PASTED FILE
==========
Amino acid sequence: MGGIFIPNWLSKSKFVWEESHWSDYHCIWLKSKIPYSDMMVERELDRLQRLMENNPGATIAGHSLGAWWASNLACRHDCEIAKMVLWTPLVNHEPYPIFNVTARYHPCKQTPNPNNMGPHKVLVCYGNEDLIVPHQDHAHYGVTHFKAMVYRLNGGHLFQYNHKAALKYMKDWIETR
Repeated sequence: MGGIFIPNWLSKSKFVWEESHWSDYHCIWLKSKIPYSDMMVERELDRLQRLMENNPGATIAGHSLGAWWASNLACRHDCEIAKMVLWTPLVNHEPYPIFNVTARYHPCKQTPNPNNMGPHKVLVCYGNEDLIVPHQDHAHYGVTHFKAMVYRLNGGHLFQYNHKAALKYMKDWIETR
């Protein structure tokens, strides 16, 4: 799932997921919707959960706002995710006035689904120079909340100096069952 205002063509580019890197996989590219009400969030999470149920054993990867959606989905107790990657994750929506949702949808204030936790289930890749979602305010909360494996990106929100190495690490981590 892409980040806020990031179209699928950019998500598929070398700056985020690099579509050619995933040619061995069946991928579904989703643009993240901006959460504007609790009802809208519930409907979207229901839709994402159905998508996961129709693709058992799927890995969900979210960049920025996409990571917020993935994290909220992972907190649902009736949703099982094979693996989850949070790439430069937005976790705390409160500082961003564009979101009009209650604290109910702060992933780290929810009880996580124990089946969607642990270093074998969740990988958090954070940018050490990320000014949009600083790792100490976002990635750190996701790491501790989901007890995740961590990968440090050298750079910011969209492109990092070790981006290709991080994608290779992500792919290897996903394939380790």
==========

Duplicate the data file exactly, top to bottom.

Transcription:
Amino acid sequence: MGGIFIPNWLSKSKFVWEESHWSDYHCIWLKSKIPYSDMMVERELDRLQRLMENNPGATIAGHSLGAWWASNLACRHDCEIAKMVLWTPLVNHEPYPIFNVTARYHPCKQTPNPNNMGPHKVLVCYGNEDLIVPHQDHAHYGVTHFKAMVYRLNGGHLFQYNHKAALKYMKDWIETR
Repeated sequence: MGGIFIPNWLSKSKFVWEESHWSDYHCIWLKSKIPYSDMMVERELDRLQRLMENNPGATIAGHSLGAWWASNLACRHDCEIAKMVLWTPLVNHEPYPIFNVTARYHPCKQTPNPNNMGPHKVLVCYGNEDLIVPHQDHAHYGVTHFKAMVYRLNGGHLFQYNHKAALKYMKDWIETR
């Protein structure tokens, strides 16, 4: 799932997921919707959960706002995710006035689904120079909340100096069952 205002063509580019890197996989590219009400969030999470149920054993990867959606989905107790990657994750929506949702949808204030936790289930890749979602305010909360494996990106929100190495690490981590 892409980040806020990031179209699928950019998500598929070398700056985020690099579509050619995933040619061995069946991928579904989703643009993240901006959460504007609790009802809208519930409907979207229901839709994402159905998508996961129709693709058992799927890995969900979210960049920025996409990571917020993935994290909220992972907190649902009736949703099982094979693996989850949070790439430069937005976790705390409160500082961003564009979101009009209650604290109910702060992933780290929810009880996580124990089946969607642990270093074998969740990988958090954070940018050490990320000014949009600083790792100490976002990635750190996701790491501790989901007890995740961590990968440090050298750079910011969209492109990092070790981006290709991080994608290779992500792919290897996903394939380790």